Tech Notes

Written by editor on . Posted in Spring 2009, Tech Notes

By Herb Helbig, Chief Engineer—Viper

Editor’s Note: In order to provide better answers for your questions, don’t forget to mention the year, body style and mileage of your Viper.

Q: After becoming more and more familiar with my 1998 Viper GTS I have noticed the passenger door has become difficult to shut. It seems that it needs to be adjusted, as, if I simply gently push it shut, it won’t close properly. If I hold it up as I push it shut all the way, then it shuts no problem. When I am parked on any kind of incline, the driver’s side doesn’t seem to stay open but the passenger side does. I can certainly live with these problems but I would like to get them addressed if there are simple things I can do to adjust them.

A: The passenger door sounds like it has sagged a bit. This can be easily fixed by adjusting the door hinge. Usually, this is a two-person job. You need to make sure that you only loosen the hinge bolts slightly so that the door doesn’t fall further out of adjustment. The job itself will be a bit of trial and error.

Q: After driving in the extreme heat here, I noticed that my car is running awfully hot. With the A/C on, it runs up to the notch before the red hot line. Where I live is in the mid-high 90s right now and the elevation is around 3,600 feet-plus. I took my car to a local shop to flush, refill and pressure test the coolant system. Today, it’s running hotter than ever. If 190°F is normal, is up to that notch way too hot?

A: I’m going to assume you’re Viper is an older model and built before 2003. If the car runs normally and it does not put the needle up as high when the ambient temperatures are lower, say 75°F, then you are probably OK. The car is just reacting to the high ambient temperature. Also, if the needle stays up near the mark prior to the red zone and doesn’t move higher but just stays there, that’s all right too. You must make sure that no air is trapped in the coolant system.

Q: I normally drive with my hands on the wheel and have never really noticed how much movement there is in the shifter when not shifting. I was lazy with my hand the other day and noticed that at about 2,000 rpm, if I floor it, the shifter pulls toward the passenger side about 3/4 to 1 inch whether in 2nd or 3rd gear. Is this amount of shifter movement normal?

A: The amount of movement you’re talking about sounds high. Of course, there’s always some movement, especially with high loads. I would look at the trans mount and make sure the rubber isn’t cracked. Also look at both engine mounts. If any of the three have started to separate, you’ll get excess shifter movement.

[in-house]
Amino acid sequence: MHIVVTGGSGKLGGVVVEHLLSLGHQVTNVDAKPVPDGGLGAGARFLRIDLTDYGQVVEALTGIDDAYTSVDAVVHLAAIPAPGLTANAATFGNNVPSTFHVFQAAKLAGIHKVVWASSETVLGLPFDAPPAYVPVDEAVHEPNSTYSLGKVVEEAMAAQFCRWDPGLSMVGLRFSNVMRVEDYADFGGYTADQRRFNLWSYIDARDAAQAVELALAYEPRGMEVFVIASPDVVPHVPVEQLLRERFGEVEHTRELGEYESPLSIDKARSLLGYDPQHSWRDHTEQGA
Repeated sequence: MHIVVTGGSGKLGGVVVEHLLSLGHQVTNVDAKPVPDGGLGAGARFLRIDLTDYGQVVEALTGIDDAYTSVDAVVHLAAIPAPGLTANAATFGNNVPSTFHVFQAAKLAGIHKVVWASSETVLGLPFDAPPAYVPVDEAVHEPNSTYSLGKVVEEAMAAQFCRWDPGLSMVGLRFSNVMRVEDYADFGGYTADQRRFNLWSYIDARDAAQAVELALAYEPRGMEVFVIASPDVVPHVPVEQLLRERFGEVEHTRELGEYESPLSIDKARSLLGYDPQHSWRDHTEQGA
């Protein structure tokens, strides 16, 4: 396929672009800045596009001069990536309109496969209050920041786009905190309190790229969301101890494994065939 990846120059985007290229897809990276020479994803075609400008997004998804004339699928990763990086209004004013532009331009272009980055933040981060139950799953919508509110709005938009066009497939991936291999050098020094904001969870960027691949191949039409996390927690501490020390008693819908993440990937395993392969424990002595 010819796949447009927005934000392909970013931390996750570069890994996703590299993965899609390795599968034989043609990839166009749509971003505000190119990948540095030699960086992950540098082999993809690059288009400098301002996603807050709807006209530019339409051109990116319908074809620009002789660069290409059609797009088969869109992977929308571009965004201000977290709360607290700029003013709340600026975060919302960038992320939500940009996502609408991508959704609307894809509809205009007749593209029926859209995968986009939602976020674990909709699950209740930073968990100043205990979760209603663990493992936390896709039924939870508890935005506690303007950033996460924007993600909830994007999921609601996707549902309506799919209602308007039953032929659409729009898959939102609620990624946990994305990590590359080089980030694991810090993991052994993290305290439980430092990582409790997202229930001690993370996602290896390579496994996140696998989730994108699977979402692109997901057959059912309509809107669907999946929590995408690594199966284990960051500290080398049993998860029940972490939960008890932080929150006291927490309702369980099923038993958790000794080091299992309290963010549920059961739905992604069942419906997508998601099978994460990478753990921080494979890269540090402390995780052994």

Q: I pulled the car out of the garage to let it warm up and circulate fluids. When I went to pull it back in, the clutch felt mushy. When I started to let it out, the car lurched forward and stalled. I pumped the pedal to regain resistance and got it back in the garage. When I went to pull the cap off the reservoir I noticed fluid had been leaking out around the cap. The fluid is also olive drab green in appearance. My question is that since I recently did a full cat delete and don’t know the clutch line locations, could it just be boiling?

A: You didn’t mention if you installed headers when you deleted the cats. If you did you’re probably boiling the clutch fluid. You also didn’t mention the year of your car—some Vipers had a protective insulating sleeve over the clutch line as it passes by the exhaust manifold. Make sure that the sleeve has not been removed. Regardless, make sure that there is as much room as possible between the manifold and the line. I wouldn’t worry too much about the color of the fluid. Most cars do have the fluid turn dark.

Q: I noticed today when I was driving with my top up that in third gear, if I take it past 2,000 rpm, and especially above 3,000, when I let off the gas I get a very audible whine. It sounded like an electrical whine at first, so I shut off the radio, but it was still there. Put the clutch in and it goes away. This is the only gear I have noticed it in. I’m assuming if it was the rear end, then it should whine in any gear, not just third. Perhaps this is a normal sound?

A: The whine noise you’re hearing is most likely gear noise. Since it’s when you let off the throttle, we call it coast down gear noise. It can come from the trans or the rear axle. Although it can be annoying all cars have some and it usually doesn’t mean things are going to break. Typically, rear axle noise occurs at the same vehicle speed not rpm. So if it’s the axle you should get it in any gear but at the same vehicle speed. You mentioned third gear. If you don’t get the whine in fourth at the same vehicle speed it’s probably the trans. The same idea applies, just because it whines a little doesn’t mean it’s ready to break.


Your technical questions are always welcome. Please remember to indicate the body style, model year and mileage for your Viper.

Tech Notes Editor
VIPER Magazine
PO Box 24425
Shawnee Mission, KS  66283
E-mail: [email protected]
Fax: (248) 499-1950


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